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DEAL OF THE WEEK — Lone Ranger Close to Riding Again: How does a movie that was considered dead and buried get brought back to life? Ask Disney’s studio chief Rich Ross, who appears to be on the brink of resurrecting The Lone Ranger with star Johnny Depp, producer Jerry Bruckheimer and director Gore Verbinski all remaining on board. After budget negotiations that dragged on until the film missed its autumn start date, the project looks like it might crawl back from the precipice thanks to some unusual financial footwork. The fantasy Western, once budgeted at an eye-popping $250 million, will be cut down to $215 million. To arrive at that figure (and a green light), the creatives involved will reduce their fees: no $20 million for Depp, no $10 million apiece for Bruckheimer and Verbinski, as is their norm on tentpoles. A source also says the filmmakers will sacrifice their back-end participation if the film comes in over budget, a significant incentive to run a tight ship. One of several planned train sequences has been scrapped, and a number of CGI-heavy bells and whistles have been eliminated. But what’s most surprising of all is that an insider tells THR that vendors working on the film, such as special effects houses and even hotels, are being asked to accept reduced guaranteed fees in order to secure the business of the production. While details are sparse, top executives at other studios say they have never heard of such shared sacrifice on a major studio release. And even with all those concessions, many think the budget is still far too high — -and remain skeptical that Verbinski can meet it. Disney has not announced whether Lone Ranger can still hit theaters by its planned holiday 2012 release date. — Kim Masters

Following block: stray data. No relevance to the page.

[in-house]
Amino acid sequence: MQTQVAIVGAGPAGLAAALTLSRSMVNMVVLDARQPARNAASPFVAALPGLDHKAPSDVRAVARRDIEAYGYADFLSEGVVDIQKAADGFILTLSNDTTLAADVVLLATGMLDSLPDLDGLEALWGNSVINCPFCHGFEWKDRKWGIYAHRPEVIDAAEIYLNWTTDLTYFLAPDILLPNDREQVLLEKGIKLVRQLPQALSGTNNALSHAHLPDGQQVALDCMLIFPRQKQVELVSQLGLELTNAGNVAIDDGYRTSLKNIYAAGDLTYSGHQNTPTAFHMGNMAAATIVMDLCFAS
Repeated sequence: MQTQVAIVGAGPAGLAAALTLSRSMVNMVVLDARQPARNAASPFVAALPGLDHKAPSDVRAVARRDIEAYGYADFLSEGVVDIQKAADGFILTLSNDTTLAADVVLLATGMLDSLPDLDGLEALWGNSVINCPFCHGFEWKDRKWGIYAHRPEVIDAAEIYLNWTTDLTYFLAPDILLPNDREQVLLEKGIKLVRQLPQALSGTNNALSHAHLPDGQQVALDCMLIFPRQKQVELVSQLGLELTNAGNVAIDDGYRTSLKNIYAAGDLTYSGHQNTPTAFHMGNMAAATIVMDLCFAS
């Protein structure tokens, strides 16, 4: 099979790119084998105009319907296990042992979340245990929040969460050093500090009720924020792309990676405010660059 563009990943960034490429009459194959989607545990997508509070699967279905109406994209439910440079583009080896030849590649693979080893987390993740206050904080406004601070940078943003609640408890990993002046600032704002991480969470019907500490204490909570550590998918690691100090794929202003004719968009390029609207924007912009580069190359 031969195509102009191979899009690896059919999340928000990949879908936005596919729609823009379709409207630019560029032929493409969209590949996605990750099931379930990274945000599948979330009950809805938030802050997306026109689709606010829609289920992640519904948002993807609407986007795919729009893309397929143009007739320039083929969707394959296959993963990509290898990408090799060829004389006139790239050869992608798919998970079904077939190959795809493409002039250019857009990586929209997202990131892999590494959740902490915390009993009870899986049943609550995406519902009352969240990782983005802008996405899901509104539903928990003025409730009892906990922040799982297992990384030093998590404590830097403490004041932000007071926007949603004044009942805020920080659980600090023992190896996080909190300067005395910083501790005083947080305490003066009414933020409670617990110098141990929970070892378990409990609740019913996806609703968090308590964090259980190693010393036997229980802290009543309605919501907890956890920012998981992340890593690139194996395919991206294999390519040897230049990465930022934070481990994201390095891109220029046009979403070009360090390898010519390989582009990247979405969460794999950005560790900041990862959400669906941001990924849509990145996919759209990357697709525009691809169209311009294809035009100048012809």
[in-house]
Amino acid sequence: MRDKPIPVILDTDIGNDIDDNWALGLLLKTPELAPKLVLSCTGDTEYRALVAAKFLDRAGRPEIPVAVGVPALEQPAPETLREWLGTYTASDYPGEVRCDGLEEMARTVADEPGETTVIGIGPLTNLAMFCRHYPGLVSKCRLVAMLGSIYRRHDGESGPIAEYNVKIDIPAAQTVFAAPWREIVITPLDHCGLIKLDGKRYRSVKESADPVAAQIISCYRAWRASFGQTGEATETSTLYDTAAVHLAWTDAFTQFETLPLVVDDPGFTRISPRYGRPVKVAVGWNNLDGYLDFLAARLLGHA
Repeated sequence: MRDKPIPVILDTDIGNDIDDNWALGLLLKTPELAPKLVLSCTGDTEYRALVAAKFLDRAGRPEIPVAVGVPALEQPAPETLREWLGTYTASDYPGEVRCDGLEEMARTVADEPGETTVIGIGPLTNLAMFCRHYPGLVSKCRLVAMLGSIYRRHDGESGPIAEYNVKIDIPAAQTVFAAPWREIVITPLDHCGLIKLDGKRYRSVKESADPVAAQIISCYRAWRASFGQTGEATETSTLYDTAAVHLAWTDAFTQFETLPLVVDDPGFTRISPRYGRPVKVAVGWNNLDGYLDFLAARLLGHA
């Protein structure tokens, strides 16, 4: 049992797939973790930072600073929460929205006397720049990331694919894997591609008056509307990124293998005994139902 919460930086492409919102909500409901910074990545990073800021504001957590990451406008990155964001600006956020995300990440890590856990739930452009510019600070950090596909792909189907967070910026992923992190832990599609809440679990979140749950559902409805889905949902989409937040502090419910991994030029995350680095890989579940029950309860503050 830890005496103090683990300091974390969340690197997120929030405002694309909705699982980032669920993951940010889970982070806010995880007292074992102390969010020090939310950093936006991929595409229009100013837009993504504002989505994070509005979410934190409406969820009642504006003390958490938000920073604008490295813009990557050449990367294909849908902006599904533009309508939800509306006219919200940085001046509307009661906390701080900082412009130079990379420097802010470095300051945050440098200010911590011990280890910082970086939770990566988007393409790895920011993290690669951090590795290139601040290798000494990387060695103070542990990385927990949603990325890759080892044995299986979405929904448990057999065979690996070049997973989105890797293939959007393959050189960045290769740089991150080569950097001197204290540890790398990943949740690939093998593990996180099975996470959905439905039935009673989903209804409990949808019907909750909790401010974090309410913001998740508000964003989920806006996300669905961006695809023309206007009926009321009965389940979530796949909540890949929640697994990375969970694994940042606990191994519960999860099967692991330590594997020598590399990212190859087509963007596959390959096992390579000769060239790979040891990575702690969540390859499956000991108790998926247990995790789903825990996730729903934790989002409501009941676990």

A Maccabee Movie to Rival Mel’s
The war for Hanukkah is on. Producer Bruce Nash (Modern Marvels) is pulling together a version of the Judah Maccabee story for a potential feature or miniseries that could rival Mel Gibson‘s planned Maccabee movie at Warner Bros. with Basic Instinct screenwriter Joe Eszterhas. Gibson’s involvement in the Warners project as a producer (and possible star or director) provoked recriminations from some in the Jewish community because of his previous remarks perceived as anti-Semitic. Nash’s project, unlike the Gibson effort, has a finished script by Scott Abbott, who for HBO wrote Winchell and co-wrote Introducing Dorothy Dandridge, though no studio has signed. Nash and Bob Kosberg would produce with Maura Dunbar of Odyssey Networks, which provided initial financing. While Christmas has been represented extensively onscreen, most recently in Catherine Hardwicke‘s 2006 feature The Nativity Story, Hanukkah has yet to claim its own classic. The Nash-Abbott version is counting on those in the industry who want to provide a take on Hanukkah that doesn’t involve Gibson or his eight crazy nights. — Jay A. Fernandez
Moneyball author Michael Lewis (CAA) will script an adaptation of his 1989 book Liar’s Poker for Warner Bros. Crazy, Stupid, Love helmers Glenn Ficarra and John Requa (WME, Benderspink, McKuin Frankel) are attached to direct Lewis’ tale of life as a Salomon Brothers bond trader during the 1980s.
Russell Brand (WME, Ziffren Brittenham) and Julianne Hough (CAA, Azoff Geary, King Holmes) are set to star in Oscar-winning Juno writer Diablo Cody‘s untitled directorial debut, from Mandate Pictures and producer Mason Novick.